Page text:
the rivers of it, abridged

New York City skyline at night




Madeleine Mysko

Nest of the Blue-Gray Gnatcatcher

— for Jim Peters

We've heard the sweet-sweet-chew-chew
of the bunting, the drink-your-tea
of the towhee. We've seen the goldfinch,

glittering on the fly, trilling a rising-fall,
and the chimney swift (flying cigar).
                                                        Only an hour after dawn and already,

drunk on the very names — waxwing, kingbird,
chipping sparrow, chat, white-eyed vireo
(bramble-lover) — I've stumbled to attention

a dozen times at our guide's raised hand.
                  Suddenly, on the road through the woods,
Beautiful, he says, and fixes his scope

on branches overhead. We make a ragged
queue. There is time for each of us to step up
and look: nest of the blue-gray gnatcatcher.
A tiny cup of horse-hair and plant down,
stitched with spider web, he tells us, inlaid
with bits of lichen. A perfect camouflage,

so exactly like the stubs on the branch that
the wonder is his having spied it at all.
Nest of the blue-gray gnatcatcher:

a small, stunning grief to accompany the joy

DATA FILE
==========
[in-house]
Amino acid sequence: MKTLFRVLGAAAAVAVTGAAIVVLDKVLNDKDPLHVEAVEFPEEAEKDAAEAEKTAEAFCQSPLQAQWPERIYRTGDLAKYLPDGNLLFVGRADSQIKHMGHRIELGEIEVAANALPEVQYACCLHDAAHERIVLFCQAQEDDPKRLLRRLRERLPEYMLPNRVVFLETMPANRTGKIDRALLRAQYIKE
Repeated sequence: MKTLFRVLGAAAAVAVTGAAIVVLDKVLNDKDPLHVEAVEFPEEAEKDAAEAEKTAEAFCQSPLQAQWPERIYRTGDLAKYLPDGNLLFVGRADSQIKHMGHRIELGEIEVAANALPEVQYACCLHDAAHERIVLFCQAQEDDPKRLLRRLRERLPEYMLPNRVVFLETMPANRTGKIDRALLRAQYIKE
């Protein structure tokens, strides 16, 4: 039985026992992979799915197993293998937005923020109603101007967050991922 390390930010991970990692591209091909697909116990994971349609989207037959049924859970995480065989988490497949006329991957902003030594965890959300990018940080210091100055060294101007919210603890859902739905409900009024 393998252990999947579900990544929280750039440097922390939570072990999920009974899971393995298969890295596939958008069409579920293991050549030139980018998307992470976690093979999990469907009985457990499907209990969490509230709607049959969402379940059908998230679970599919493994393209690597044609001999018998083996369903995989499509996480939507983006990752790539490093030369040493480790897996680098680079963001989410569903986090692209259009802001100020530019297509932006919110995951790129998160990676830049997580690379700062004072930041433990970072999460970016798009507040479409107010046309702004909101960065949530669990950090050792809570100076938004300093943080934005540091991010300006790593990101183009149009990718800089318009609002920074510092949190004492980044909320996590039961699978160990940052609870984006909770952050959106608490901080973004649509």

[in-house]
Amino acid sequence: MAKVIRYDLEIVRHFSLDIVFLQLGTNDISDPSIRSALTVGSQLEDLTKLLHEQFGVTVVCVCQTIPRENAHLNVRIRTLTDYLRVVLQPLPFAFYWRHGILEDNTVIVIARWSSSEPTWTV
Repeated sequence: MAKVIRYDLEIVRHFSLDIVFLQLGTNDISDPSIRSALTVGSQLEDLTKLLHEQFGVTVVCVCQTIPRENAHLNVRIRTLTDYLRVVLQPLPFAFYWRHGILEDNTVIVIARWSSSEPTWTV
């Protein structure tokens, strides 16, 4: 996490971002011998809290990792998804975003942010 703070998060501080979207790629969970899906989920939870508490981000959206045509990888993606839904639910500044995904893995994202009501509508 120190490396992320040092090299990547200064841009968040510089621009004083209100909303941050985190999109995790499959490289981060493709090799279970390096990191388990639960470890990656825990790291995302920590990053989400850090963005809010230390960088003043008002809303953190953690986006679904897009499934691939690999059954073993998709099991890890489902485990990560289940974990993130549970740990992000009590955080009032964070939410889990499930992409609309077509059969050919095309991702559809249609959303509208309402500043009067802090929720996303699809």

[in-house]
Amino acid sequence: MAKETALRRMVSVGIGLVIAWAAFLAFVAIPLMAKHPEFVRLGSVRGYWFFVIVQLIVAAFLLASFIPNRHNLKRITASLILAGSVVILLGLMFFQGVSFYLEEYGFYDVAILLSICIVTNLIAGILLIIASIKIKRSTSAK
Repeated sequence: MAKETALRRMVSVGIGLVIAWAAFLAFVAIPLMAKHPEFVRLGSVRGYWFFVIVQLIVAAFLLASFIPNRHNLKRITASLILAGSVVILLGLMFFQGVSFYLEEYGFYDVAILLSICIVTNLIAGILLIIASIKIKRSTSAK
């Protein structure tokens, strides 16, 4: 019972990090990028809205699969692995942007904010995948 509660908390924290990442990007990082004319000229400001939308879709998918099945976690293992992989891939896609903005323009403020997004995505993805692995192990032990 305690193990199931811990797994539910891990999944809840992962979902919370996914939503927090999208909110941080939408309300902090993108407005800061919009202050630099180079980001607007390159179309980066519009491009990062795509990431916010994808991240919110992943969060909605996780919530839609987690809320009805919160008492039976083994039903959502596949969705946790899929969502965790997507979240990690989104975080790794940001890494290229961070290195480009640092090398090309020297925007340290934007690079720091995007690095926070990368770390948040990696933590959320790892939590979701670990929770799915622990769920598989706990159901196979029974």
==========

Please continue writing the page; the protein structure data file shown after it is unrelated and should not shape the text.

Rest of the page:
of seeing what I didn't know enough to
look for, and may not ever see again



On the answering machine, her voice —
from the faraway city — is faint, not
with the distance but with the hurt.
She says she painted all afternoon, but
the canvas is gone — stolen,
while she was sleeping on the train.
It was good too, she says. A good start.

I feel the thrumming train,
the heat, the daylight lingering heavily
on the skyline beyond the window, the tiredness
of travel, the tiredness after good work.
I see how it must have happened:
her head nodding, and the shadow moving
toward her, down the aisle, and then away.

A thing of beauty, the poet says, will never
pass into nothingness. Beautiful: that painting
propped beside her, on the train, in the faraway city.
Beautiful still, in the hands of the thief.



While packing up the things he left behind,
I trip and bang my thigh. Later, moving on,
I study how at first the tissues throb —

as though some foreign object's stuck in there —
when actually the body's urgent job
is now to take back in what once it bled.

Take back it does, in time. Beneath the skin,
alarm gives way to work. The colors spread:
purple, blue, yellow, then almost green.

An oddly heartening phenomenon:
how some things slowly heal by breaking down.



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